The Ten Highest Paved Cycling Climbs in the Jura Mountains


To the north of the Western Alps, the Jura mountains are primarily situated in France and Switzerland, running into Germany. Sparsely populated, there is lots of great cycling there – often on extremely quiet roads. While the Juras are far lower than the Alps, you will find in this list many very difficult cycling climbs – often with cows. 🙂

For more in this series see:

  1. The “Twenty Highest Paved Cycling Climbs in France” – here.
  2. The “Ten Highest Paved Cycling Climbs in Italy” – here.
  3. The “Twenty Highest Paved Cycling Climbs in Switzerland” – here.
  4. Thirty of the Highest Unpaved Cycling “Roads” in the Alps – here.

This list may miss a little road or two. Feel free to comment if you think I have excluded any worthwhile climbs.

#1 Mont Tendre – 1,615 metres

I’ll try and not get to repetitive, but you will see a theme: quiet, tiny, forest roads. In the Swiss Juras, Mont Tendre is tough, but well worth the effort. There is a chalet at the top and you will likely run into some friendly cows. Great views of the distant alps on a clear day.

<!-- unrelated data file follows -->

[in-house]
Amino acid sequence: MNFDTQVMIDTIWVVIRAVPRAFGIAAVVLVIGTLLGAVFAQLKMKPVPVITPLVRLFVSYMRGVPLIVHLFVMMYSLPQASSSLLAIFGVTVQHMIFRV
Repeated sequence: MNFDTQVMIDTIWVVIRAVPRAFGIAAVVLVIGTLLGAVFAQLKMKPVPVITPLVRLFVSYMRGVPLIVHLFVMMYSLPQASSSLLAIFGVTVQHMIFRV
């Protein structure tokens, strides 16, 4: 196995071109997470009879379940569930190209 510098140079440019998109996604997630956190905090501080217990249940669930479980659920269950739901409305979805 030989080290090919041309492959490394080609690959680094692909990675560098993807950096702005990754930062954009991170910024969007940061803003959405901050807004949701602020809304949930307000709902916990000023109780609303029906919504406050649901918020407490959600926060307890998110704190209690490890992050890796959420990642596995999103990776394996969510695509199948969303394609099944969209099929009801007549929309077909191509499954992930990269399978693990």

For more details see here. Note, the link includes a visit to Rizel – another little forest road that peaks at 1470 metres.

#2 Chasseral – 1,607 metres

While cycling up to Chasseral is not much like cycling up Mont Ventoux, it does have three things in common with its Provençal cousin:

  1. Both summits are barren and can be seen from dozens of miles away.
  2. Both summits have huge red and white striped communication towers.
  3. Both are difficult to cycle.